Debra J. Saunders
SAN LUIS OBISPO, Calif. -- Their descent into victimhood came in one phone call on Sept. 3, 1979. Their daughter had been shot -- on her first day at the University of Pacific in Stockton. Catina Rose Salarno died shortly after midnight. Then followed the guilt and the blame. Catina's high school boyfriend Steven J. Burns confessed to the crime. Parents Mike and Harriet Salarno of San Francisco had seen Burns the morning of the murder. They were surprised that he had enrolled at UOP. Their daughter wasn't happy. Catina had broken up with Burns. At her request, Mike told Burns to leave Catina alone. It wasn't until later that he found out Burns had been stalking Catina. A jury later found Burns guilty of second-degree murder. He was sentenced to 17 years to life. Tuesday, Harriet and Mike attended their sixth parole hearing for Burns in 12 years. As we sat at picnic tables outside the California Men's Colony in San Luis Obispo, Harriet told me: "I should have known. He was scheduled to go to school at Santa Clara. Why didn't I put that together?" Later, during the parole hearing, Harriet sobbed as officials described how Catina tried to crawl away after Burns shot her execution-style behind her left ear. Now Mike and Harriet could become pawns in the legal effort to free Burns. When they buried Catina, the Salarnos vowed they would make something positive out of this tragedy. Harriet formed a group now known as Crime Victims United. Fellow victims, family members and friends numbering more than 100 came to the parole hearing to support the Salarnos. Burns' state-appointed attorney Gary Diamond told the three-member parole panel that his client has been treated "much differently than other lifers," a possible violation of the Constitution's equal protection clause. Translation: If a victim's family is vocal, that's not fair to the killer. Diamond argued that the state has an obligation to parole Burns if he meets certain criteria and is judged a low risk of doing violence to the community. Burns didn't appear at this parole hearing, but he has appeared at others. When he has appeared, Diamond told reporters, the Salarnos broadcast how angry he appeared. When he didn't show, they called him a coward. It's a no-winner. On Tuesday, Diamond announced that Burns wouldn't show. San Joaquin District Attorney Robert Himelblau produced paperwork that showed Burns turned down a psychological interview because he didn't want to put the Salarnos "through any more pain and suffering." But Burns was not too sensitive to take three tests that led the doctor to evaluate Burns as low-risk, low-risk and moderate-risk to the community. (Himelblau has little regard for an evaluation without an interview.) Before the hearing, Diamond told the press that Burns was a "model prisoner. " Not quite. Burns was cited for sending sperm through the U.S. mail in 1996. Parole board member Al Angele noted a "possible Freudian slip" in a letter to a former cellmate/lover where Burns complained that his lover "abandoned me and left me for dead." Angele noted the same pattern of obsession and control caused Burns to kill Catina. The Salarnos believe that Burns, who has sent Mike 23 letters from prison, is stalking Mike from behind bars. Guess where Burns wants to be paroled? He doesn't want to live with his parents, who still live across the street from the Salarnos, but he does hope to live with his 86-year-old grandmother, who lives in the neighborhood. The board denied Burns parole and set the longest legal waiting period for his next hearing, five years. Diamond was coy as to whether he would file an appeal based on the Salarnos' campaign. Mike Salarno told the board that he had a chance to take vengeance on Burns. Instead, he said, "I chose the justice system." Now he faces the ugly, ugly prospect that someday the system will punish him for making sure that it works.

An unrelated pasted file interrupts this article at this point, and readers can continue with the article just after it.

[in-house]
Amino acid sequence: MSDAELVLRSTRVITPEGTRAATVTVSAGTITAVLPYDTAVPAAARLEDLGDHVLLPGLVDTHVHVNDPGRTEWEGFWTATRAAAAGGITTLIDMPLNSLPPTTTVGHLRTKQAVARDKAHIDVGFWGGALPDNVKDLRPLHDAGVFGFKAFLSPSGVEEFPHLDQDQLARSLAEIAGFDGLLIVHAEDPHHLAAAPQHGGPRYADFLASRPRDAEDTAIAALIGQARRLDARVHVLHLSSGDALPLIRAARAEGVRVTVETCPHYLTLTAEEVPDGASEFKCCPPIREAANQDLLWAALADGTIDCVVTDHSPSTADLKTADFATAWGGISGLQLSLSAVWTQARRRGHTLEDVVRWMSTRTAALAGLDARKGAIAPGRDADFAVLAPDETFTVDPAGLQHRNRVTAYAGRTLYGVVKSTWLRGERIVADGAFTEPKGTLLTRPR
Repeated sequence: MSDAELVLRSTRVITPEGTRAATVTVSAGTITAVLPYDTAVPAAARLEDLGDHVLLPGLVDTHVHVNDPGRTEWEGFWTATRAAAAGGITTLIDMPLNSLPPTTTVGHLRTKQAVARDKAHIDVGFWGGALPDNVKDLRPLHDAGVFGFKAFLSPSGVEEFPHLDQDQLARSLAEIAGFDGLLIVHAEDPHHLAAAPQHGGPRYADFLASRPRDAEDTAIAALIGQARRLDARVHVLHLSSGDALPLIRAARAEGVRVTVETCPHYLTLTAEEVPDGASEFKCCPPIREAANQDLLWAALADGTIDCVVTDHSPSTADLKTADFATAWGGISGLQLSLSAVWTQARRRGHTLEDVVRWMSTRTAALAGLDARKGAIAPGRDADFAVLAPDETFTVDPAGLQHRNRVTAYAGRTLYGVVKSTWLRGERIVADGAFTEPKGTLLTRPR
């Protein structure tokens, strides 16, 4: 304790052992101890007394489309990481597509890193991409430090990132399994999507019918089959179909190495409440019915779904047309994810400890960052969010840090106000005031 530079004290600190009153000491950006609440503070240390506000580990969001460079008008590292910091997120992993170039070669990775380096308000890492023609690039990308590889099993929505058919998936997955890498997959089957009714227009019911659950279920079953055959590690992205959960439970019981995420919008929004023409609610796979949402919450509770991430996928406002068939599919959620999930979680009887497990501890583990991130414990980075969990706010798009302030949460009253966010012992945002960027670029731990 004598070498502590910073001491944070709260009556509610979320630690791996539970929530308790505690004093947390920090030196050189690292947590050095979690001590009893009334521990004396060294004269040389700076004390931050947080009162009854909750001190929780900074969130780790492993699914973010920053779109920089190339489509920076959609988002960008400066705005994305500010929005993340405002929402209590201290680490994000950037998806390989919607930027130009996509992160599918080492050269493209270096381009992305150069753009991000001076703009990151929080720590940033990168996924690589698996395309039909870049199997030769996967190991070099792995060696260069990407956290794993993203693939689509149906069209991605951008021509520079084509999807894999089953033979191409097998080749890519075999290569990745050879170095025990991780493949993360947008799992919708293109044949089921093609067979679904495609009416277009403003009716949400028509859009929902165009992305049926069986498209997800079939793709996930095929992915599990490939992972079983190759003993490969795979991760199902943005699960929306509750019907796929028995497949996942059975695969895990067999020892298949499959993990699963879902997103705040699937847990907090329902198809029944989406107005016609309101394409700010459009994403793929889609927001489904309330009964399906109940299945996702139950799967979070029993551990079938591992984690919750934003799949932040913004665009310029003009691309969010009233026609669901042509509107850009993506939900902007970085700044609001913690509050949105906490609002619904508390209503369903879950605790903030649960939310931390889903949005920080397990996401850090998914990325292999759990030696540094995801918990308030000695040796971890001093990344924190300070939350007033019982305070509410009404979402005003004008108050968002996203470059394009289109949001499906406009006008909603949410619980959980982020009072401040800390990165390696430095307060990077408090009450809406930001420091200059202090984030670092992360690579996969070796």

Debra J. Saunders


 
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